A new interdisciplinary policy center on the CU Anschutz Medical Campus will focus on behavioral health in primary care and how to better deliver comprehensive whole-person care that also will decrease costs and enhance the patient experience.
The Eugene S. Farley Jr. Health Policy Center has been operational for only a few months, but the foundational idea of the new entity has been percolating for several years. The director of the center is Ben Miller, an assistant professor at the School of Medicine’s Department of Family Medicine; his expertise is in clinical psychology, behavioral health and primary care. He has been at CU for nearly six years.
1. How did you come to CU?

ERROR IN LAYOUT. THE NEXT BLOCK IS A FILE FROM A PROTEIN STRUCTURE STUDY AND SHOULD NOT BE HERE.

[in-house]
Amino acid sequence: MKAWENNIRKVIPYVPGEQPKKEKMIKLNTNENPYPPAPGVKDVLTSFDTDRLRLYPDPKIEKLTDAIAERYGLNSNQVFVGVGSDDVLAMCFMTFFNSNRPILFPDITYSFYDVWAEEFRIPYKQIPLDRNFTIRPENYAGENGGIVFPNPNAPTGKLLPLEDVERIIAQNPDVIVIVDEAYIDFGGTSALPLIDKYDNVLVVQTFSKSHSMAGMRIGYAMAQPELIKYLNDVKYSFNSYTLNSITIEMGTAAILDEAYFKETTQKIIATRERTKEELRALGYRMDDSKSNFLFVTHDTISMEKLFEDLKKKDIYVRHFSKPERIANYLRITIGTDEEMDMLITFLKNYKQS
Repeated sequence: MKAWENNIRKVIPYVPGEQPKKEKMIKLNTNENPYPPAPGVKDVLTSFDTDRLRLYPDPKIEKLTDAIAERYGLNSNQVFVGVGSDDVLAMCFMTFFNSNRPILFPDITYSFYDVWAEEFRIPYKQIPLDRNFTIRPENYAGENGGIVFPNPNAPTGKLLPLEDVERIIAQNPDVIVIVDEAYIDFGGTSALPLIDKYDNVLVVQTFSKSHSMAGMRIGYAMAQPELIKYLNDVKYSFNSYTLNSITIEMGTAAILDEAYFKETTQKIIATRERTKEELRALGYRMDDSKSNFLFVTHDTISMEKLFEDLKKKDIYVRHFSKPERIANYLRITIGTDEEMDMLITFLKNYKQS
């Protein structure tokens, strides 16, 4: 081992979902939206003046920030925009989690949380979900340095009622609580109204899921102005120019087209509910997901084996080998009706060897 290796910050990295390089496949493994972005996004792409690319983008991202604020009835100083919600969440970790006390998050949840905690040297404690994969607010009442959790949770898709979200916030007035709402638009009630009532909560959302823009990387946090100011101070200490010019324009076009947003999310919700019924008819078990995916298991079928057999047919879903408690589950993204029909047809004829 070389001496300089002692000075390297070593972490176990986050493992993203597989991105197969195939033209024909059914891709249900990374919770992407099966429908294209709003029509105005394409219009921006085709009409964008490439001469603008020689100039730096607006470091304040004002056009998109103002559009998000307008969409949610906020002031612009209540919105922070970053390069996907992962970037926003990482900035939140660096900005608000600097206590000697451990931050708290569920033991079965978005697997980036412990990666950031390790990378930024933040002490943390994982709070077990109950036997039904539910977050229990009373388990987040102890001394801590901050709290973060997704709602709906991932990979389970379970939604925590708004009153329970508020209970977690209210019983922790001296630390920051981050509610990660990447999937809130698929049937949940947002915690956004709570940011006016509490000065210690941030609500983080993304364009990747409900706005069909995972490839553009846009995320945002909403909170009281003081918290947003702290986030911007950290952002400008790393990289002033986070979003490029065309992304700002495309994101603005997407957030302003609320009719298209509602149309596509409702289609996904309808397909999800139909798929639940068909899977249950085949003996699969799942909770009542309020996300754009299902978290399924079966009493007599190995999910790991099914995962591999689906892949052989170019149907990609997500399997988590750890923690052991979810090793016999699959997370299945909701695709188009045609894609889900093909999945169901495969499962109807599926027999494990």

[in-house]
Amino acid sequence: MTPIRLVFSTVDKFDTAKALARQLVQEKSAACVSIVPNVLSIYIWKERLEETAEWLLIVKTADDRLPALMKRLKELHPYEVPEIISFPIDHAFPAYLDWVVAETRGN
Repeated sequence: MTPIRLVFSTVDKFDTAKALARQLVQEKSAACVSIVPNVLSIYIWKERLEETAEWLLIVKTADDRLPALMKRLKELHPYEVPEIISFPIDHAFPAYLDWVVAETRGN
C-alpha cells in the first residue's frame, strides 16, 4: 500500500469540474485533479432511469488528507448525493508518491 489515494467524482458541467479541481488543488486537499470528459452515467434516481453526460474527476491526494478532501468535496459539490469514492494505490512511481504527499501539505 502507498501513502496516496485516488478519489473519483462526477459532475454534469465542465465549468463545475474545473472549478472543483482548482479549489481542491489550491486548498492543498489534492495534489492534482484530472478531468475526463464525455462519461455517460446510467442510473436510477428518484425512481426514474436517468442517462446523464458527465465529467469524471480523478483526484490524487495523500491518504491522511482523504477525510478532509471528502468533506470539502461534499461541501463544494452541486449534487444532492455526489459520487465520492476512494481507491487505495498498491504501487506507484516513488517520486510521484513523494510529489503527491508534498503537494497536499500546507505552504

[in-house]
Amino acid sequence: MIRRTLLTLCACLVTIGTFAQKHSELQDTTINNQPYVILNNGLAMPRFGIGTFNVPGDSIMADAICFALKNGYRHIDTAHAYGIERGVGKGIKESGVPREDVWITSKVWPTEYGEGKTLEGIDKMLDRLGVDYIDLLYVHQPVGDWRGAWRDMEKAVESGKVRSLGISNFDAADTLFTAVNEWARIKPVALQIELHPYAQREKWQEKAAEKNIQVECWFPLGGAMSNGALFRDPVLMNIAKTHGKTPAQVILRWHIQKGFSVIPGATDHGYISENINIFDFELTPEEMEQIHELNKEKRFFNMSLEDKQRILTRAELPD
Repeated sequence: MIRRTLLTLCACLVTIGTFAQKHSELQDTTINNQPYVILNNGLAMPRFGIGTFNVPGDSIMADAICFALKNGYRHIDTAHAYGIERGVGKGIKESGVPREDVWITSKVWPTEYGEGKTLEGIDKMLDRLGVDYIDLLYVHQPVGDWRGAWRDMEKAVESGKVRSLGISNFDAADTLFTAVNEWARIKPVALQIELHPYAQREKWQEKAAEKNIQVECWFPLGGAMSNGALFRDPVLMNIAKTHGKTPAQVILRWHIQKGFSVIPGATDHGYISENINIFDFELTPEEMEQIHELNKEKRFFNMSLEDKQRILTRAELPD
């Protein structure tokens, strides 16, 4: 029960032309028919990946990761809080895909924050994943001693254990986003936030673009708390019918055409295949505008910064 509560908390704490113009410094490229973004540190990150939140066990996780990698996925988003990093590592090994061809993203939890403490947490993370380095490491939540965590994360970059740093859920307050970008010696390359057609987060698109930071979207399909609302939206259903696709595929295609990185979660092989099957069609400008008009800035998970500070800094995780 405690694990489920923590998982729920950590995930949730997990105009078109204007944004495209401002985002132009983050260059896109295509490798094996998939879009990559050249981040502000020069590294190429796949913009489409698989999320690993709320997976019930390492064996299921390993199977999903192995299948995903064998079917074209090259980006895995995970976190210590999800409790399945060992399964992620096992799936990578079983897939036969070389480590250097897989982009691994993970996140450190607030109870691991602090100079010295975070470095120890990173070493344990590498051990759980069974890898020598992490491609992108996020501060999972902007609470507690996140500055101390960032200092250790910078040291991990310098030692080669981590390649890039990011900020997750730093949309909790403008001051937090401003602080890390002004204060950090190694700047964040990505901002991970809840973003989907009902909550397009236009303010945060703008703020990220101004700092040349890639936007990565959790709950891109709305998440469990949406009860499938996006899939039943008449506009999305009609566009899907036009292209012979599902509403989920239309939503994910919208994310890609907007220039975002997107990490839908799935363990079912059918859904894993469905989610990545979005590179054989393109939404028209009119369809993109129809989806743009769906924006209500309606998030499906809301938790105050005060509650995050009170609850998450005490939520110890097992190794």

I am a clinical psychologist by training. I received my undergraduate degree at Spalding University in Louisville, Kentucky, and worked in primary care settings, delivering behavioral services. I came to CU almost nine years ago for an internship; that was my first exposure to this beautiful state and the department I’m currently working in. My wife and I left Colorado for a post doc at the University of Massachusetts and we were there for nearly two years. When the offer to come back to Colorado and be on the faculty came about, I immediately accepted.
2. What is the mission of the Health Policy Center and why was it created?